Cambodian deadlock at crucial juncture
By Sebastian Strangio
PHNOM PENH - After a six-week political impasse, Cambodia's National Election Committee (NEC) has officially declared incumbent Prime Minister Hun Sen the winner of disputed national elections held on July 28. There was little surprise in the September 8 announcement, despite the opposition Cambodian National Rescue Party's (CNRP) heated claims that widespread electoral irregularities tilted the scales in favor of the long-serving Hun Sen's Cambodian People's Party (CPP).
Like many Cambodian government institutions, the NEC is widely assumed to take its marching orders from the CPP. As if on cue, it ratified earlier provisional results that gave the CPP 68 seats in the country's 123-seat National Assembly; the CNRP was awarded 55. In so doing, the NEC rejected a raft of complaints
from the CNRP and its president, Sam Rainsy, who claims it actually won a thin majority with 63 seats. A tense stalemate has reigned since the polls, with both parties claiming victory.
Opposition concerns about the elections are pressing and legitimate. One election evaluation released by a coalition of 21 Cambodian nongovernmental organizations (NGOs) last week concluded that due to large-scale irregularities the NEC's endorsed result does not "fully reflect the will of the voters".
It found that thousands of names on voter lists had been erased and altered, and that many voters arrived at polling stations only to find someone else had voted in their name. It also counted more than 300,000 duplicate names on voter lists. All this has added weight to CNRP claims that, due to a scripted campaign of voter fraud, more than a million Cambodians were effectively disenfranchised.
Still, little has happened since the election to change the political balance. For the past six weeks, the CNRP has repeatedly called for an independent election investigation, which the CPP has predictably rejected. In turn, the CNRP has rejected CPP invitations to enter political talks on the formation of the new government, demanding instead that Hun Sen step down.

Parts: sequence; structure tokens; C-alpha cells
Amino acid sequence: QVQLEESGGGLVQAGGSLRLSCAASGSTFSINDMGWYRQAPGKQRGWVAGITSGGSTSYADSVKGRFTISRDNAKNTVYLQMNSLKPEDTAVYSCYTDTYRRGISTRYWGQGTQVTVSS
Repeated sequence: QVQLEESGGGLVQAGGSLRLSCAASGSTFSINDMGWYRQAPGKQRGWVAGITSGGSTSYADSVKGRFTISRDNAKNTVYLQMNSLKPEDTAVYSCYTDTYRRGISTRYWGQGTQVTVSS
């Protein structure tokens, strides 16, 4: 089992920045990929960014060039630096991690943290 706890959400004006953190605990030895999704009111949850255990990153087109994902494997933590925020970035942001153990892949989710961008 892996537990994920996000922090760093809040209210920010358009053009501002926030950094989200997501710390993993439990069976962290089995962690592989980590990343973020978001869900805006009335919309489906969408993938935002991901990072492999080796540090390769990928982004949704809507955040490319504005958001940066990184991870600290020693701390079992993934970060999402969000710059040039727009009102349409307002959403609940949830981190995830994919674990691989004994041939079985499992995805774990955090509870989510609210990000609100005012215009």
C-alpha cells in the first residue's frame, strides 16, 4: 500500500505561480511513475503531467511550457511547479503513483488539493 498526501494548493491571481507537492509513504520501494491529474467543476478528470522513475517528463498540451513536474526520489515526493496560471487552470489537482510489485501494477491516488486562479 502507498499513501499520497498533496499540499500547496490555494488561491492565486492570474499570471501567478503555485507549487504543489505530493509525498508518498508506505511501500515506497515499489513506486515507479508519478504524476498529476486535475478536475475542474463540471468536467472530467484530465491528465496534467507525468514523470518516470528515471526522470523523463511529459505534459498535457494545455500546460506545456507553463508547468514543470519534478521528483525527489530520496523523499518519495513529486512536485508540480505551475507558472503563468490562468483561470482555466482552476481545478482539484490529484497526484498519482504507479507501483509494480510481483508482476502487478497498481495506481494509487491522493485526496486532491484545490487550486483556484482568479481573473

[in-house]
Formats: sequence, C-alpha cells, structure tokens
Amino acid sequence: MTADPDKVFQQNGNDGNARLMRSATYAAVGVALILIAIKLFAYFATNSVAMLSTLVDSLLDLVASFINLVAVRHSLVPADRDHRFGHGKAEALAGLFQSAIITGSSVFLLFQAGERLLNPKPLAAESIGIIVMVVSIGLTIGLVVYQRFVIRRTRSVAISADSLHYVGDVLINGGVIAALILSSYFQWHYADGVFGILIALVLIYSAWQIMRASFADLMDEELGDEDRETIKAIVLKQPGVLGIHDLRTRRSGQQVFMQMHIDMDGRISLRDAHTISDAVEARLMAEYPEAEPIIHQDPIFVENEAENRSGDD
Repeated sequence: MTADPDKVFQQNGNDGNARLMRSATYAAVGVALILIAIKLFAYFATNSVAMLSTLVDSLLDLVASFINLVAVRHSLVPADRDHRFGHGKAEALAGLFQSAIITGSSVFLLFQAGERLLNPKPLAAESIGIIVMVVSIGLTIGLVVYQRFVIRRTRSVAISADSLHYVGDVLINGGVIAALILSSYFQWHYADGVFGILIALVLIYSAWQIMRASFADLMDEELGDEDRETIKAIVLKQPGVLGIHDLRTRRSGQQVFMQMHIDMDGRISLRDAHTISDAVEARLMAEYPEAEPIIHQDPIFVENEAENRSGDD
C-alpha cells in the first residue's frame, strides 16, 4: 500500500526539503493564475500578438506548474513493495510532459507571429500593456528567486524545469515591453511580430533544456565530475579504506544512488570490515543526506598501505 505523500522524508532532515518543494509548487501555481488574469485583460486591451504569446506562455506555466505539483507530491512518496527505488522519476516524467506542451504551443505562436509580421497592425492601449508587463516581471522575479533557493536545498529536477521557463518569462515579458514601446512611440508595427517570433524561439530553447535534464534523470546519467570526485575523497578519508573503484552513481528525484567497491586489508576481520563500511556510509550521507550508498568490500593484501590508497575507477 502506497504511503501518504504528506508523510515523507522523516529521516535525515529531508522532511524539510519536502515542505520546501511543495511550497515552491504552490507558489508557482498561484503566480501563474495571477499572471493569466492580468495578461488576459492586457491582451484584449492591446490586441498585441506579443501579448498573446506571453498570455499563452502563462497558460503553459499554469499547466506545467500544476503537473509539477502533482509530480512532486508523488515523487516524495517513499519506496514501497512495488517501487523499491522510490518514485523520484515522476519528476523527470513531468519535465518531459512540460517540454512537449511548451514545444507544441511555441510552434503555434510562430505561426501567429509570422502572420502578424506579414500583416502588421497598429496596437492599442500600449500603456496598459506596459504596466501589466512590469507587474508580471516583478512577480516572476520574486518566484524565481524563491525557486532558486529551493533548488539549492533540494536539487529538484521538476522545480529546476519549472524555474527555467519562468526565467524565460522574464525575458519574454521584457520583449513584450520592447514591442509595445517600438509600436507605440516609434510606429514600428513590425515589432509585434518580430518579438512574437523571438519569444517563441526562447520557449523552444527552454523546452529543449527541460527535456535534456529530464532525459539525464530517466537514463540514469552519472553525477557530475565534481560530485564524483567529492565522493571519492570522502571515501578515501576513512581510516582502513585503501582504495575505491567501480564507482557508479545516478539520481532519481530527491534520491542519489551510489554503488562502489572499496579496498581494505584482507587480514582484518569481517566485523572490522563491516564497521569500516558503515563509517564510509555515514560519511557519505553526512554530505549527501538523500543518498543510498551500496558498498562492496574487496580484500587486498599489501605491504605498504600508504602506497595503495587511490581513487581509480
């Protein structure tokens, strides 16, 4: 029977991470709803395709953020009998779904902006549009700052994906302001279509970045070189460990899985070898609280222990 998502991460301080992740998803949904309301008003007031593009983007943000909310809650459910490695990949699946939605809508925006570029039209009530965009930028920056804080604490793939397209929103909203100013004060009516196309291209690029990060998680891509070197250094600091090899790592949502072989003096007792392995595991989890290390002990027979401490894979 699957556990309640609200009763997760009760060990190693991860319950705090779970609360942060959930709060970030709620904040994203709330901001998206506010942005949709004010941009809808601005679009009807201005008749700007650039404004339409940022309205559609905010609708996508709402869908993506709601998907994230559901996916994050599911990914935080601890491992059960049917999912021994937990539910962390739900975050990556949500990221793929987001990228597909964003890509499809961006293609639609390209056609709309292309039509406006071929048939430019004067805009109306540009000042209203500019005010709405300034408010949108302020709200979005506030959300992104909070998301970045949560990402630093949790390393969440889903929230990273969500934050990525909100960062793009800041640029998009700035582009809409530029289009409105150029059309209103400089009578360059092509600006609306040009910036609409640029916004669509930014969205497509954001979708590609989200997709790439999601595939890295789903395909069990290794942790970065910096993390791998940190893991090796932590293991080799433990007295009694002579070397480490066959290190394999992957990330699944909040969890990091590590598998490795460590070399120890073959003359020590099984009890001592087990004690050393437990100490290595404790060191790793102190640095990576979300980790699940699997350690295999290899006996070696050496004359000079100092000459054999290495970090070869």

When Rainsy announced that his party would hold public demonstrations against the election result, the government responded by beefing up security around Phnom Penh and publicly drilling hundreds of riot police in a public show of strength. The CNRP have held several large rallies to protest the election results, including a 20,000-strong gathering on September 7, but none have dared to stray from Freedom Park, a sanctioned protest space in the capital.
The announcement of the official results has kicked this game of cat and mouse into a new, more critical phase. Immediately, the opposition announced it will hold a three-day protest "camp-in" starting on Sunday, with Rainsy threatening to defy an official prohibition against marches through the city's streets. The CNRP also says it will boycott the first session of the new National Assembly on September 23, in a bid to hold up the formation of a new CPP-led government.
In response, the CPP has issued fresh warnings about unsanctioned public gatherings, warned NGOs against supporting the opposition's protests, and claimed the right to reallocate the CNRP's parliamentary seats if it sits out the formation of a new government.
On Friday morning, a small homemade explosive device was found near the National Assembly building in Phnom Penh and detonated by landmine experts, while three M79 grenade shells turned up close to the Freedom Park protest site, raising the political temperature ahead of Sunday's demonstrations. Lao Mong Hay, a long-time analyst of Cambodian politics, characterized the CPP's current message to the opposition as "take it or leave it" - join the government or forfeit your role altogether.
Enter King Norodom Sihamoni. On Thursday, a day after returning from a medical trip to Beijing, the Cambodian monarch wrote to Rainsy and Hun Sen, inviting them to the Royal Palace on Saturday for talks to help "solve" the current stand-off. With the King now engaged, observers say that a negotiated settlement with the ruling party looms as the most probable path out of the deadlock. Prince Sisowath Thomico, a member of both the royal family and the CNRP, said the King could give both sides an honorable exit from the confrontation. "The King is the only way to face-saving for both parties," he said.